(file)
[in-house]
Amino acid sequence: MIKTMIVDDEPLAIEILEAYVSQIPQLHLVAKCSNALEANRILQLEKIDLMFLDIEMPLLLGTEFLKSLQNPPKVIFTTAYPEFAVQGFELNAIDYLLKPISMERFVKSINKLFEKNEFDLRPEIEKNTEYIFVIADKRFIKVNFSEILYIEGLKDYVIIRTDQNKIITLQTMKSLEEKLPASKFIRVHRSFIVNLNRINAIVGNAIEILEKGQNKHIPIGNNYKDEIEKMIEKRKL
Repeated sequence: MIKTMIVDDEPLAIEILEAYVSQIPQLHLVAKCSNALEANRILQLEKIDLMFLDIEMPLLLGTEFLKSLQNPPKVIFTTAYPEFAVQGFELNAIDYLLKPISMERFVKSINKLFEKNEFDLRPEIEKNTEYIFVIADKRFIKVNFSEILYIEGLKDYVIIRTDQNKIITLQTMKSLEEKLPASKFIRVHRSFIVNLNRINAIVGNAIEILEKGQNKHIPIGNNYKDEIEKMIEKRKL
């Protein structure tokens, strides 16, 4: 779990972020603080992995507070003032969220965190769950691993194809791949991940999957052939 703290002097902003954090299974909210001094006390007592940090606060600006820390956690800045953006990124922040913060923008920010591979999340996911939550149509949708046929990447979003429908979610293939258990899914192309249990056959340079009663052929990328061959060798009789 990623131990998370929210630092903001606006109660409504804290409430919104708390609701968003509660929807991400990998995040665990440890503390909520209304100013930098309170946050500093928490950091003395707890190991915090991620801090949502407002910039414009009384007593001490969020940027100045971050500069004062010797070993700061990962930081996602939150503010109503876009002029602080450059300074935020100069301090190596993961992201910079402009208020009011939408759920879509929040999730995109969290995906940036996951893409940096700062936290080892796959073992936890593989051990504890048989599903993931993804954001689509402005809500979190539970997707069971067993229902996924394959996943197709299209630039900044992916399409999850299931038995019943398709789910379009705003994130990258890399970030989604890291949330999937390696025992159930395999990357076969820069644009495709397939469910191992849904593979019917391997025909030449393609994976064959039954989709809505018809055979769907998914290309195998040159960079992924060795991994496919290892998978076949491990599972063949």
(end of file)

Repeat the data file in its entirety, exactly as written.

[in-house]
Amino acid sequence: MIKTMIVDDEPLAIEILEAYVSQIPQLHLVAKCSNALEANRILQLEKIDLMFLDIEMPLLLGTEFLKSLQNPPKVIFTTAYPEFAVQGFELNAIDYLLKPISMERFVKSINKLFEKNEFDLRPEIEKNTEYIFVIADKRFIKVNFSEILYIEGLKDYVIIRTDQNKIITLQTMKSLEEKLPASKFIRVHRSFIVNLNRINAIVGNAIEILEKGQNKHIPIGNNYKDEIEKMIEKRKL
Repeated sequence: MIKTMIVDDEPLAIEILEAYVSQIPQLHLVAKCSNALEANRILQLEKIDLMFLDIEMPLLLGTEFLKSLQNPPKVIFTTAYPEFAVQGFELNAIDYLLKPISMERFVKSINKLFEKNEFDLRPEIEKNTEYIFVIADKRFIKVNFSEILYIEGLKDYVIIRTDQNKIITLQTMKSLEEKLPASKFIRVHRSFIVNLNRINAIVGNAIEILEKGQNKHIPIGNNYKDEIEKMIEKRKL
């Protein structure tokens, strides 16, 4: 779990972020603080992995507070003032969220965190769950691993194809791949991940999957052939 703290002097902003954090299974909210001094006390007592940090606060600006820390956690800045953006990124922040913060923008920010591979999340996911939550149509949708046929990447979003429908979610293939258990899914192309249990056959340079009663052929990328061959060798009789 990623131990998370929210630092903001606006109660409504804290409430919104708390609701968003509660929807991400990998995040665990440890503390909520209304100013930098309170946050500093928490950091003395707890190991915090991620801090949502407002910039414009009384007593001490969020940027100045971050500069004062010797070993700061990962930081996602939150503010109503876009002029602080450059300074935020100069301090190596993961992201910079402009208020009011939408759920879509929040999730995109969290995906940036996951893409940096700062936290080892796959073992936890593989051990504890048989599903993931993804954001689509402005809500979190539970997707069971067993229902996924394959996943197709299209630039900044992916399409999850299931038995019943398709789910379009705003994130990258890399970030989604890291949330999937390696025992159930395999990357076969820069644009495709397939469910191992849904593979019917391997025909030449393609994976064959039954989709809505018809055979769907998914290309195998040159960079992924060795991994496919290892998978076949491990599972063949």